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Macbeth - Scenes like Act 4 Scene 1 can be staged and viewed in many different ways.

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MACBETH Scenes like Act 4 Scene 1 can be staged and viewed in many different ways. When Macbeth enters he says: "How now, you secret, black, and midnight hags" (Macbeth: Act 4 Scene 1, lines 47-48; by William Shakespeare) The director could make the actor say it as though he appears very confidant and his tone of voice ordering, or he could say it as though he is very unconfident and fearful. The whole of this scene can be viewed in different ways. At the beginning of the play, even before we have seen Macbeth, he has been talked of. We hear that he is a brave and loyal man. We hear from the king that Macbeth is brave and noble. Duncan says: "What he hath lost, noble Macbeth has won" (Act 1 Scene 2, line 67) And the captain says: "For brave Macbeth - well he deserves that name" (Act 1 Scene 2, line 16) So at the beginning we get good first impressions of Macbeth, but this changes after he meets the witches. Macbeth bumps into three witches, who give him three predictions. When Macbeth first meets the witches, in Act 1 Scene 3, he seems calm and says or does nothing, which shows fear. When he is given the predictions, he wants to hear more and believes them because he likes the idea of being king - he is ambitious. The evidence for this is stated in Act 1 Scene 3 where Macbeth says: "Stay, you imperfect speakers. Tell me more." ...read more.


In all three versions the witches have been dressed in very little clothes, if any. They have been dressed in dirty, old rags. The witches don't wear normal clothes as humans do, they don't follow convention, and they are not human. I would obviously do the same; I would make the witches look as much inhumane as possible, I would try and make them look as outcasts, as they are nothing like the humans, they are not good. This is why dressing Macbeth in the same coloured clothes as the witches is a good idea because it shows that he is moving towards the path of evil. In the beginning of Act 4 Scene 1 the witches are making a potion, throwing in gruesome ingredients, and whilst doing so, they chant rhymed spells. The impact, which the rhymed spells that the witches chant have on us, is that they remind us that the witches are supernatural. It is mysterious, and because it is rhymed it helps the audience remember what has been put in the cauldron, it also makes the whole thing look more like an evil ritual. Whilst the witches are speaking their lines they could be walking around the cauldron, dropping in the ingredients as they say their lines. I think that if the witches were dancing around the cauldron it will have a more dramatic effect on the audience because it will again remind the audience that the witches are performing an evil ritual. In this part of the play the witches repeat the lines: "Double, double, toil and trouble. ...read more.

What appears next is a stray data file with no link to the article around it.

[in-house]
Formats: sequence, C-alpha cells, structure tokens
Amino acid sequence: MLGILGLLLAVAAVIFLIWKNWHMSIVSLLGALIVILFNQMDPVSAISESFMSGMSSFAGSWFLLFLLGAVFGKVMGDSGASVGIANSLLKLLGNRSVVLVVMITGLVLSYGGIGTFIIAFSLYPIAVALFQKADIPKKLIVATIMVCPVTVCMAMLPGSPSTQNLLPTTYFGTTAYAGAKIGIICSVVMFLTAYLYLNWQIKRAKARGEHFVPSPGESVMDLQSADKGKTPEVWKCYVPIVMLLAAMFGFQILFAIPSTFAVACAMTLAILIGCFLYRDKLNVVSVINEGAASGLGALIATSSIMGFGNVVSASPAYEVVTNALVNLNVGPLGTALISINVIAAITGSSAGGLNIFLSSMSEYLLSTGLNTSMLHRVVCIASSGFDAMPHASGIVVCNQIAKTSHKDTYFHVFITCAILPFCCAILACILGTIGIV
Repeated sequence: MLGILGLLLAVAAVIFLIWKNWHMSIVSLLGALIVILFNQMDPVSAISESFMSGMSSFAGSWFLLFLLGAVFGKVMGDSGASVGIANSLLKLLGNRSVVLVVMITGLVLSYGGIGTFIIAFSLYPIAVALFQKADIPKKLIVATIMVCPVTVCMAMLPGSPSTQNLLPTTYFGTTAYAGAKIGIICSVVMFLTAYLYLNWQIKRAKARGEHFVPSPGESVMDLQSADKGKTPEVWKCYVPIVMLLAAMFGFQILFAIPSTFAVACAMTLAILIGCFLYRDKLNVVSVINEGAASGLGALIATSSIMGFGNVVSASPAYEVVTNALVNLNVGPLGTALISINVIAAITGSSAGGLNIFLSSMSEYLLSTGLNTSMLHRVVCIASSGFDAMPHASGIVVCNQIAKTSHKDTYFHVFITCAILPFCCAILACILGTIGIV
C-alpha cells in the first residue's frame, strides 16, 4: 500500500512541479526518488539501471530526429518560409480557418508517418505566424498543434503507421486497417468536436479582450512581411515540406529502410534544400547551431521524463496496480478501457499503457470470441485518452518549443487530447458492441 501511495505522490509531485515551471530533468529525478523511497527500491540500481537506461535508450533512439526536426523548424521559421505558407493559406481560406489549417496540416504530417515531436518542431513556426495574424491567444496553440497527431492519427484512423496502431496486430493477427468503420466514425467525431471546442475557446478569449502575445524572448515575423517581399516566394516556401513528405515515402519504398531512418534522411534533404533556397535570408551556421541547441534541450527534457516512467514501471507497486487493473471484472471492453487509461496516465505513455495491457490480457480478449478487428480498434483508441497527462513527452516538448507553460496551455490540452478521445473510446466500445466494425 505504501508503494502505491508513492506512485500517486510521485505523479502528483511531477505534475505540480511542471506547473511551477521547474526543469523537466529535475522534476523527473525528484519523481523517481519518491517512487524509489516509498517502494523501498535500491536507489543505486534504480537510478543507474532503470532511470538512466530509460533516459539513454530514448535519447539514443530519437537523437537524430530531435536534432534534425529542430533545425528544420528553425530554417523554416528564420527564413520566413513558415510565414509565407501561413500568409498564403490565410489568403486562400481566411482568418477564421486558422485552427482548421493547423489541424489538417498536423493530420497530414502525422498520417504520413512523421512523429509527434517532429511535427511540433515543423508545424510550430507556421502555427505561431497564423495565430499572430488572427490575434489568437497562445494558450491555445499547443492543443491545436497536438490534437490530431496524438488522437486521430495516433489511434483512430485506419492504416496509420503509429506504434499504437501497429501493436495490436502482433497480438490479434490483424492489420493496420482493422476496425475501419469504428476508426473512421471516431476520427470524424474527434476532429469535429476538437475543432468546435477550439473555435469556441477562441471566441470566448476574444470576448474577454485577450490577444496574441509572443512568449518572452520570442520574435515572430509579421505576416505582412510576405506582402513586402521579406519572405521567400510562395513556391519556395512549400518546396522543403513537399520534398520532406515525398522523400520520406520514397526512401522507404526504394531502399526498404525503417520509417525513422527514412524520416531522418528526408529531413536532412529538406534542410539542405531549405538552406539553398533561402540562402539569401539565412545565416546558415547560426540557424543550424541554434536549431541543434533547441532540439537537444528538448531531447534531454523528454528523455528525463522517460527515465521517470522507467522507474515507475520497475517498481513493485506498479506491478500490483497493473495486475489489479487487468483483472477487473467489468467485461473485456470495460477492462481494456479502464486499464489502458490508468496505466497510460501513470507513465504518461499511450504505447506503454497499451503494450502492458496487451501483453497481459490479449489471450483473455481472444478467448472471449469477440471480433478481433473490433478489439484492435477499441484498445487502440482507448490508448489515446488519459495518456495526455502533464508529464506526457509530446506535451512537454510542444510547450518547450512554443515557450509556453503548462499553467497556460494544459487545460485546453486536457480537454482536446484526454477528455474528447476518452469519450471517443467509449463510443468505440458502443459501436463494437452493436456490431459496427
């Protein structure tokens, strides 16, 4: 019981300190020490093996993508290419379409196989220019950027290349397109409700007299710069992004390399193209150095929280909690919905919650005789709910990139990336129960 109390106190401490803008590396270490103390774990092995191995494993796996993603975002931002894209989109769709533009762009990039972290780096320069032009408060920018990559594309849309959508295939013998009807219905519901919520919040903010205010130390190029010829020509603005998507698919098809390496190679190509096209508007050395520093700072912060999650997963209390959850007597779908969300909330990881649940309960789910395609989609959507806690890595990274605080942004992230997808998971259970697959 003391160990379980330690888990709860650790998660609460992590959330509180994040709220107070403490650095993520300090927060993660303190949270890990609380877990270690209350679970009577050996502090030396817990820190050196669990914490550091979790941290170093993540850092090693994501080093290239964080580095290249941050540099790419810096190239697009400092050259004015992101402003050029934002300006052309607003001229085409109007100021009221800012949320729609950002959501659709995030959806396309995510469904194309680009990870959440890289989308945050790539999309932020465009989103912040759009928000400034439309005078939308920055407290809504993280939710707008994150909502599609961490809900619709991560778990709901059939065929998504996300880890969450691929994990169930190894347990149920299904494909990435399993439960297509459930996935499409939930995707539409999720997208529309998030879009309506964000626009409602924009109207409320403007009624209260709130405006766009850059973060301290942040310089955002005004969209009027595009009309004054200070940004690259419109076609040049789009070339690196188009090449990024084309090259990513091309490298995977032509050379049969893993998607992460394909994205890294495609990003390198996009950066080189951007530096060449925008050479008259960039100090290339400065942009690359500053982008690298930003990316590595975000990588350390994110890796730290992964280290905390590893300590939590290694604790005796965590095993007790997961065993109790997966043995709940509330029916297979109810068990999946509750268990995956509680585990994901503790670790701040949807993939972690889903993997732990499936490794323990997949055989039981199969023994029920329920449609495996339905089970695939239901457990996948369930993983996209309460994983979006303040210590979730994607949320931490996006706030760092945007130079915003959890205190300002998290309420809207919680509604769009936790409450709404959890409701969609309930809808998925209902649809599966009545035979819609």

At the end of the scene, Macbeth commands: "Give to th'edge o'th' sword his wife, his babes, and all unfortunate souls that trace him in his line". (Act 4 Scene 1, lines 150-152) After listening to Macbeth saying this, the audience would see Macbeth as mad, selfish, stupid, foolish, and evil. This scene would have changed our view of Macbeth because he is taking advice from witches for the second time; he is going so that he can keep his position as king. The witches tell him to "beware Macduff" but they also say that no harm will come upon him until Burnim wood comes to Dunsinane hill, which he says is impossiable but just incase he will kill Macduff and his family, so he is going over the top and becoming selfish. In act 5 scene 5 Macbeth states: "Life's but a walking shadow, a poor player that struts and frets his hour upon the stage and than is herd no more. It is a tale told by an idiot, full of sound and fury signifying nothing". (Act 5 Scene 5, lines 23-27) This shows Macbeths attitude towards life - he thinks nothing of it. This is ironic, as these ideas link to act 4 Scene 1, because in this scene he will do anything to keep his life but he discards the lives of others without a thought. In my view a modern audience would see Macbeth as a tragic hero. I think the same as he was ruined by a group of witches. I think this because Macbeth was a strong and good man at one point Hammad Naveed ...read more.

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